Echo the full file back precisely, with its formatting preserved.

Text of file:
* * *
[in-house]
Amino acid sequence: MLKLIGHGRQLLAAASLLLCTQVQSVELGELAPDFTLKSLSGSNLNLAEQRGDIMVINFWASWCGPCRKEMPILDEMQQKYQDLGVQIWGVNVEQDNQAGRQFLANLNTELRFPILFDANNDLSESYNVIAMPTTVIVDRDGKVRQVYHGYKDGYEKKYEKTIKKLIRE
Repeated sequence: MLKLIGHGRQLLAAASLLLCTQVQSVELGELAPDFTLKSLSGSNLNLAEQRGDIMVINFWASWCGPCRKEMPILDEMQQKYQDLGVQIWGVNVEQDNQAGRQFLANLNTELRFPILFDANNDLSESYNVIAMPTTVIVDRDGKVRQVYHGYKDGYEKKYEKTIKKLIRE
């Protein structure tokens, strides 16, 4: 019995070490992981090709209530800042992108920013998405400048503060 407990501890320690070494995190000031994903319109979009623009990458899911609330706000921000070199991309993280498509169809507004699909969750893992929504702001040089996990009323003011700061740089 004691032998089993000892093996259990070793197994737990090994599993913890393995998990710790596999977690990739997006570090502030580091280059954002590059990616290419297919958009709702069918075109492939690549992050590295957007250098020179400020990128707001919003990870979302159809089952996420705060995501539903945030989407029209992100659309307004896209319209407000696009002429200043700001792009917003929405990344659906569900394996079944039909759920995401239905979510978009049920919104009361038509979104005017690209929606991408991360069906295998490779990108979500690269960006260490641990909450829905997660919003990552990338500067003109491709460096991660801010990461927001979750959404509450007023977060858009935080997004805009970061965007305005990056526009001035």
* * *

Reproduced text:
[in-house]
Amino acid sequence: MLKLIGHGRQLLAAASLLLCTQVQSVELGELAPDFTLKSLSGSNLNLAEQRGDIMVINFWASWCGPCRKEMPILDEMQQKYQDLGVQIWGVNVEQDNQAGRQFLANLNTELRFPILFDANNDLSESYNVIAMPTTVIVDRDGKVRQVYHGYKDGYEKKYEKTIKKLIRE
Repeated sequence: MLKLIGHGRQLLAAASLLLCTQVQSVELGELAPDFTLKSLSGSNLNLAEQRGDIMVINFWASWCGPCRKEMPILDEMQQKYQDLGVQIWGVNVEQDNQAGRQFLANLNTELRFPILFDANNDLSESYNVIAMPTTVIVDRDGKVRQVYHGYKDGYEKKYEKTIKKLIRE
């Protein structure tokens, strides 16, 4: 019995070490992981090709209530800042992108920013998405400048503060 407990501890320690070494995190000031994903319109979009623009990458899911609330706000921000070199991309993280498509169809507004699909969750893992929504702001040089996990009323003011700061740089 004691032998089993000892093996259990070793197994737990090994599993913890393995998990710790596999977690990739997006570090502030580091280059954002590059990616290419297919958009709702069918075109492939690549992050590295957007250098020179400020990128707001919003990870979302159809089952996420705060995501539903945030989407029209992100659309307004896209319209407000696009002429200043700001792009917003929405990344659906569900394996079944039909759920995401239905979510978009049920919104009361038509979104005017690209929606991408991360069906295998490779990108979500690269960006260490641990909450829905997660919003990552990338500067003109491709460096991660801010990461927001979750959404509450007023977060858009935080997004805009970061965007305005990056526009001035």